Published On: Thu, Aug 16th, 2018

Dutch police to stay longer in St. Maarten

SXM-politie-policeTHE HAGUE - The Dutch government intends to continue the support the Dutch National Police Force provides in St. Maarten after September 1, to help secure safety on the island.

The Dutch Ministry of Justice and Security and the Ministry of Home Affairs and Kingdom Relations BZK confirmed this intention on Wednesday in response to questions from The Daily Herald. Initially, the deployment of Dutch police officers in St. Maarten had been slated to end in August.

A BZK Ministry spokesperson confirmed that talks are ongoing with the St. Maarten Ministry of Justice and the St. Maarten Police Force KPSM about the manner in which the National Police can continue to support the KPSM. Details about the capacity and duration of this support could not be provided at this time.

The continued support of the National Police from the Netherlands has been one of the priorities for KPSM Chief Carl John and his management team. The deployment of the National Police since Hurricane Irma has been deemed positive not only by the KPSM, but also by the general population. The majority of the 24 Dutch police officers assist with basic police tasks, while some work at the Detective Department.

The Law Enforcement Council (“Raad voor de Rechthandhaving”) and the St. Maarten Progress Committee (“Voortgangscommissie”) are also positive about the Dutch police assistance, and have indicated such in various reports.

The Dutch assistance is highly necessary, as the KPSM is understaffed. The local Police Force currently has between 130 and 140 persons in full-time employment, while ideally this capacity should be around 300.

The Law Enforcement Council noted in its April/May 2018 report on the State of Law Enforcement in St. Maarten that the assistance from the Netherlands, not only at the KPSM, but also by personnel of the Dutch Judicial Institutions Service (DJI) at the Pointe Blanche prison, had proved crucial after Hurricane Irma hit the island early September last year.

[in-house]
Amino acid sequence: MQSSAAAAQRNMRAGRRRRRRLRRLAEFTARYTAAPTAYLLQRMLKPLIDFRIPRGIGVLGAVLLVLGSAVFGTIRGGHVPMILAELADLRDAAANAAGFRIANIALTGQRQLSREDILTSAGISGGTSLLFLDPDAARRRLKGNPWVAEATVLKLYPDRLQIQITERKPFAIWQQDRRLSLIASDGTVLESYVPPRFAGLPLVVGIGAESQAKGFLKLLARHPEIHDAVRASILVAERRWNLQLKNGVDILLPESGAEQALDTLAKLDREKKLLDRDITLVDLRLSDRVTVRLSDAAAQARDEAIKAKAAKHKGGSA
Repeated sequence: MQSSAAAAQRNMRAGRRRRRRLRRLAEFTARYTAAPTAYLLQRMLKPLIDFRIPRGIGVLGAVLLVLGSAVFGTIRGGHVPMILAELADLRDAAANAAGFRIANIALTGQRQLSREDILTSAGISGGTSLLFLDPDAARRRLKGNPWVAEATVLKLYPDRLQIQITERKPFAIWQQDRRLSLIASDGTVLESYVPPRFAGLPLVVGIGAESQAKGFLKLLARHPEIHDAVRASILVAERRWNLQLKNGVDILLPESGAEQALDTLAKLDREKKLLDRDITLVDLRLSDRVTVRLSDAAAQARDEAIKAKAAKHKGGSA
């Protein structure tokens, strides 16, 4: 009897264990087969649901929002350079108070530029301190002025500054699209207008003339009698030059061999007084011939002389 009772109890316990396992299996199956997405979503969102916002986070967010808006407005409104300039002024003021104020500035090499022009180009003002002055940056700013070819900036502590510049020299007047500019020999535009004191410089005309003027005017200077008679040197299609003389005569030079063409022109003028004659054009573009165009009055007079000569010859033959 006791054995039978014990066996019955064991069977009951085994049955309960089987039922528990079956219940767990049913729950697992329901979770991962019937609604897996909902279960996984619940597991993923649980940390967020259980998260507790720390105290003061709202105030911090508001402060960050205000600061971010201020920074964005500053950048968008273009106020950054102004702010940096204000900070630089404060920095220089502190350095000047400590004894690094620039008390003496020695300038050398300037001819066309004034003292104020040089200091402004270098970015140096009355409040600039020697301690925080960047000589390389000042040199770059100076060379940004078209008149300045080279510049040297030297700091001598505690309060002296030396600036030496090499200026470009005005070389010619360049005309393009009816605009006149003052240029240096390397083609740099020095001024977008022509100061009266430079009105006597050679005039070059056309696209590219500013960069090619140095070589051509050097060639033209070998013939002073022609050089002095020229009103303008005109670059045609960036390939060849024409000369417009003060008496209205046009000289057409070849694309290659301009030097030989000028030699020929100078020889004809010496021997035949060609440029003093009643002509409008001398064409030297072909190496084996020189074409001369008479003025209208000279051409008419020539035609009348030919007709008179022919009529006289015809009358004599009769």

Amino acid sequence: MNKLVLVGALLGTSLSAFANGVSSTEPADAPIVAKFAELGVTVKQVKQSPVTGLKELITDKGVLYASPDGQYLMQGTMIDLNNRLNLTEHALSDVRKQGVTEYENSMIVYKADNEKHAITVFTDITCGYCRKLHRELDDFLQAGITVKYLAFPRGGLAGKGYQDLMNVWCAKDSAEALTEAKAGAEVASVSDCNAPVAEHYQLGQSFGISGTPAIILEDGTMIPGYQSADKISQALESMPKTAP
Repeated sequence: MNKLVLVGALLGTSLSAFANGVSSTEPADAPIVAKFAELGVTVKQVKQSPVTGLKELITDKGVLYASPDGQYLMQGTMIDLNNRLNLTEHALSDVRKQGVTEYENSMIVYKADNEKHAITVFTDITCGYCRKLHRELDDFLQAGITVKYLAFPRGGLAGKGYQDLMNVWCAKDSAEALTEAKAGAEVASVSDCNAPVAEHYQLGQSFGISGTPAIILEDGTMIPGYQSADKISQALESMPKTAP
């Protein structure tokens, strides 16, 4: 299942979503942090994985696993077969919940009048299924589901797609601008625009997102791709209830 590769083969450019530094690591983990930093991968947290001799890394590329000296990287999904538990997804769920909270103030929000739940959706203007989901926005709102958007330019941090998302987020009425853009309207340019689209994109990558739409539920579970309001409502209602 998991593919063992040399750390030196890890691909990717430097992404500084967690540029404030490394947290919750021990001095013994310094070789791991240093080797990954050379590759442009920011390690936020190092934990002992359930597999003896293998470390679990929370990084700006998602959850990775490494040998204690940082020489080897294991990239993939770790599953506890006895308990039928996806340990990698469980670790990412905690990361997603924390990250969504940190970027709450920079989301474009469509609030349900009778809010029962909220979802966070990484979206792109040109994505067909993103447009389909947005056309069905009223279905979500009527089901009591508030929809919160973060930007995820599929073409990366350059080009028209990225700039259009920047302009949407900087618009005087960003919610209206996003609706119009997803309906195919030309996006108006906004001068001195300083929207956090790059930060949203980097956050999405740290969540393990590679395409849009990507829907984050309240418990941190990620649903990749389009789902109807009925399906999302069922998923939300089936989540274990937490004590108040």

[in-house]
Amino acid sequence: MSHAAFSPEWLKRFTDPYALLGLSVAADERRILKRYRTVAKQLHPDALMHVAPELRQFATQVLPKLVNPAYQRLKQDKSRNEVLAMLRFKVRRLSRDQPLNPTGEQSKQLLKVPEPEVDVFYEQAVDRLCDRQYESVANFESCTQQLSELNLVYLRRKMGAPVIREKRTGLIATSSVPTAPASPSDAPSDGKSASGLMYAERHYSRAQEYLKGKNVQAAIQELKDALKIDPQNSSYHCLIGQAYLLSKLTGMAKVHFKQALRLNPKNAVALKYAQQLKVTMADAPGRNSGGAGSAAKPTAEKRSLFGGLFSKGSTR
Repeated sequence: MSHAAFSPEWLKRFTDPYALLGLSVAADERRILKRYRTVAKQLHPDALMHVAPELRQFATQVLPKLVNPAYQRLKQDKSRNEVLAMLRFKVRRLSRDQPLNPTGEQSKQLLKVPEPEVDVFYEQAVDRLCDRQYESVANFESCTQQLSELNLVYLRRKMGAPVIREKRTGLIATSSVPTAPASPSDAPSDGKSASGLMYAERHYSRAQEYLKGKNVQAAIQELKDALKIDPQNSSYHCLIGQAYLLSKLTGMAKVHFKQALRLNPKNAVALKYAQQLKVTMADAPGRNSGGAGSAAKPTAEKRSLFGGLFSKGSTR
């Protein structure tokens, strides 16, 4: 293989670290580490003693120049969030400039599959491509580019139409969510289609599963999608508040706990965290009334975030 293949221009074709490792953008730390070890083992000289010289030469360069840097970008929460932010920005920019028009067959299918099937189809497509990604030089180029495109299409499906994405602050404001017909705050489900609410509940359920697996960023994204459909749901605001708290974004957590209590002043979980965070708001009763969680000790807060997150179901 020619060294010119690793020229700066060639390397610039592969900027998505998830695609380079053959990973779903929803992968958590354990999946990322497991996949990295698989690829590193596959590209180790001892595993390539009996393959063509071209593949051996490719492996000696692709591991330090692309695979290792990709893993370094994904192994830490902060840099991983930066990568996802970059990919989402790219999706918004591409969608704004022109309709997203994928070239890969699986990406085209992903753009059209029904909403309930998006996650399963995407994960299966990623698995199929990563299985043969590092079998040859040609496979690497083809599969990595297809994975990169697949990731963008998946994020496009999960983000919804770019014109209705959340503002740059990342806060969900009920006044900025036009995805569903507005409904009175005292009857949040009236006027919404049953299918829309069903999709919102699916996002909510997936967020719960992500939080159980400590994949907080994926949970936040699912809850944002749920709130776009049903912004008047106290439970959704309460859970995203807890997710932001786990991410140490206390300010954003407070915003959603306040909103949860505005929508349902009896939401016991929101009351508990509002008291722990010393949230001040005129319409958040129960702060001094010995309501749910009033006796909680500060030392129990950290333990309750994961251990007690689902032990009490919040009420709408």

“It is clear to everyone that St. Maarten couldn’t have done without this assistance,” stated the Law Enforcement Council, which also pointed to the positive developments that have evolved within the KPSM as a result of this assistance.

Dutch State Secretary of Home Affairs and Kingdom Relations Raymond Knops stated in an interview with this newspaper last month that the assistance of the National Police would not become a permanent thing. He emphasised that law enforcement is a national task of Country St. Maarten.

“In the end this is something that St. Maarten will have to take over. Each month that we have people working in St. Maarten is deducted from the reconstruction budget, so I want to keep it as limited as possible,” said Knops, adding that a programme needed to be drafted to transfer this task back to St. Maarten.

The Progress Committee had a similar message: St. Maarten remains responsible for law enforcement and needs to live up to this responsibility. Training new police officers and allocating the associated finances are needed to strengthen the capacity of the Police Force. The committee would like to see the National Police stay on for the duration of this process, but at a certain point St. Maarten will have to go on without assistance from the Netherlands.

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